Monday, May 24, 2010

The Club Sandwich Mouth Massacre

A club sandwich is a simple thing. Simple ingredients, simply prepared. But so dastardly and destructive, it should come with a warning sign.

Though truth be told, a big, bold print warning wouldn't keep me from eating a club sandwich when the mood strikes.

Even though I know what comes next. The Mouth Massacre.

Yes, much like my beloved patty melt (maybe I have a thing for food that hurts me, but more on that in another post), club sandwiches leave my mouth feeling like the Incredible Hulk's purple pants. Shredded.

I had a surprising good club sandwich this weekend. With a really surprisingly good order of onion rings to go along with it. Hm... I was going to write that despite the tastiness of that meal it wasn't worth the pain that's only recently subsided.

But I can't write that. Because recreating the meal in my mind just now has got my newly-healed mouth watering.

Screw it. Forget this whole post. Club sandwiches rule, bits of flesh dangling from the roof of my mouth be damned!

It won't be the last time I suffer for food.

Friday, May 21, 2010

If Only Eugene Were Burgertown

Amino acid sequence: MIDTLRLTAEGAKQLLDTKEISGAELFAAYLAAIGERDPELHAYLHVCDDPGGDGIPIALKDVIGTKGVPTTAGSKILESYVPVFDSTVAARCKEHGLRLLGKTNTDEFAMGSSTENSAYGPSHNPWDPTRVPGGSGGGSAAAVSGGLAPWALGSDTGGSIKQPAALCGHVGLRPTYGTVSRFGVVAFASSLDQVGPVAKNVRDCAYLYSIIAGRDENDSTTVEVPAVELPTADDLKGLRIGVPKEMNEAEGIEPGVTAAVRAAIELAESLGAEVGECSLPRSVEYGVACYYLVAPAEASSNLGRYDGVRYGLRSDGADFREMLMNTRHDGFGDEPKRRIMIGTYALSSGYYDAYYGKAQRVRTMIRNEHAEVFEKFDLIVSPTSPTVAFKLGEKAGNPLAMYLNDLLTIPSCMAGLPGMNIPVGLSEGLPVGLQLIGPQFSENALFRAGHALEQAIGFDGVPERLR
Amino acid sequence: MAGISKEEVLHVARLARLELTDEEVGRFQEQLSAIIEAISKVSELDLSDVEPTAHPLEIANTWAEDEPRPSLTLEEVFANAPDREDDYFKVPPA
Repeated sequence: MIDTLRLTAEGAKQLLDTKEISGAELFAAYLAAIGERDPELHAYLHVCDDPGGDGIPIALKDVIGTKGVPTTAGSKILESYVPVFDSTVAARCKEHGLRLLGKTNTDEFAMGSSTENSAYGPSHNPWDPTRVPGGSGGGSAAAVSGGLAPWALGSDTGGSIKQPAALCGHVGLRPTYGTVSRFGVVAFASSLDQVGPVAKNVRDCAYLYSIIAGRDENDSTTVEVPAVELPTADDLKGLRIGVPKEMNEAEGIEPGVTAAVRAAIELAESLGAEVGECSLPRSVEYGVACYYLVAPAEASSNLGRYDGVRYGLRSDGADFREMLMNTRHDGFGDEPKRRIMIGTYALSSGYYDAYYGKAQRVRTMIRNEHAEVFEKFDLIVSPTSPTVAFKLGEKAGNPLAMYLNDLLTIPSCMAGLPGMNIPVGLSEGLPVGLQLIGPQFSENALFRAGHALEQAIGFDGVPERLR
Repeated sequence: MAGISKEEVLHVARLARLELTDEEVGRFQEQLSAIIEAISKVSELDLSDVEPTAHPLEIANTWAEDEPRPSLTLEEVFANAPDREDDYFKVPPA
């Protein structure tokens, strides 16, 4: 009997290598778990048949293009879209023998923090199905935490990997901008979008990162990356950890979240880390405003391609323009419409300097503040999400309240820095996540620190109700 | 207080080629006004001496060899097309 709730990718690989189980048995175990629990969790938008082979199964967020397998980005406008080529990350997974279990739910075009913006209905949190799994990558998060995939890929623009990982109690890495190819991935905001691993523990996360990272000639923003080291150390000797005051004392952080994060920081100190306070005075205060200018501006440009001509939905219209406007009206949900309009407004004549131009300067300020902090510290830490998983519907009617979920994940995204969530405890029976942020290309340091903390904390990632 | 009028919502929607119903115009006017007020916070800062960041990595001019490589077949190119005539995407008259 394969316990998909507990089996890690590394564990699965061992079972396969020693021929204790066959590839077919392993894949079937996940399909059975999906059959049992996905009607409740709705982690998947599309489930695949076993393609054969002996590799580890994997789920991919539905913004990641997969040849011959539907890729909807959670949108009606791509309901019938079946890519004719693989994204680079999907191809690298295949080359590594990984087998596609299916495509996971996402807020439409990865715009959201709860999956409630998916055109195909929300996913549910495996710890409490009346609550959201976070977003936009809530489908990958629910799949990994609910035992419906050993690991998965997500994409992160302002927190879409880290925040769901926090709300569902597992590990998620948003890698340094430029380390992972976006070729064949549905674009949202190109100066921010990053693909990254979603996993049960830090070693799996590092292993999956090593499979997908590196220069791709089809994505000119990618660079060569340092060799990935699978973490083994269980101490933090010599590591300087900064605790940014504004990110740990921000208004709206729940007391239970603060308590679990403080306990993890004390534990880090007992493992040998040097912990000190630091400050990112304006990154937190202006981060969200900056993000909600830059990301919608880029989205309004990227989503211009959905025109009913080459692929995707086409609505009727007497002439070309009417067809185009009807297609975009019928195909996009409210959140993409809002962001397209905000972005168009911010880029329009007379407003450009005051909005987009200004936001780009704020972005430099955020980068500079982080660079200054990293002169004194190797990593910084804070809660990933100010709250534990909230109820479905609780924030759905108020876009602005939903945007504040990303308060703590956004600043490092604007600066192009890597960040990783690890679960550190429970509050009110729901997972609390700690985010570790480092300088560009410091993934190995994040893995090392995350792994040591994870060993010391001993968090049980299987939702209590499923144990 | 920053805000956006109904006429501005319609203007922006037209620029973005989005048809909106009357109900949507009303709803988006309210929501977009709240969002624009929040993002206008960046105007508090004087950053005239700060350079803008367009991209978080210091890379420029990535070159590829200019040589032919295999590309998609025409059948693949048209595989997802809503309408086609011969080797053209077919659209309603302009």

Eugene, Oregon has a lot of burger joints. A LOT. But despite my last post about hamburgers, I've yet to find a place that has consistently wowed me with their burger prowess. A one-off awesome burger is nothing to sneeze at, mind you. But if it can't be counted on, it just sets you up for disappointment.

Expecting excellence and getting mediocrity is worse than expecting mediocrity and getting it.

The newest player on the local burger scene is Dickie Jo's. Owned by a family that has done well for itself by offering quality local fast-ish food, this place is high on concept, but the burgers are only pretty good. Not awesome. Not terrific. Just okay. I had higher hopes.

I have been hankering for a special hamburger. One with a handful of french fries piled on top. With a spoonful of spaghetti sauce lovingly poured atop that. And finished with a slice of mozzarella (or even provolone). Melted and gooey. Mmmm... now THAT would be a burger to photograph. Might even be a burger to cuddle with.

I shall call it the CuddleBurger.
(not to be confused with Cuttlefish burger. Please!)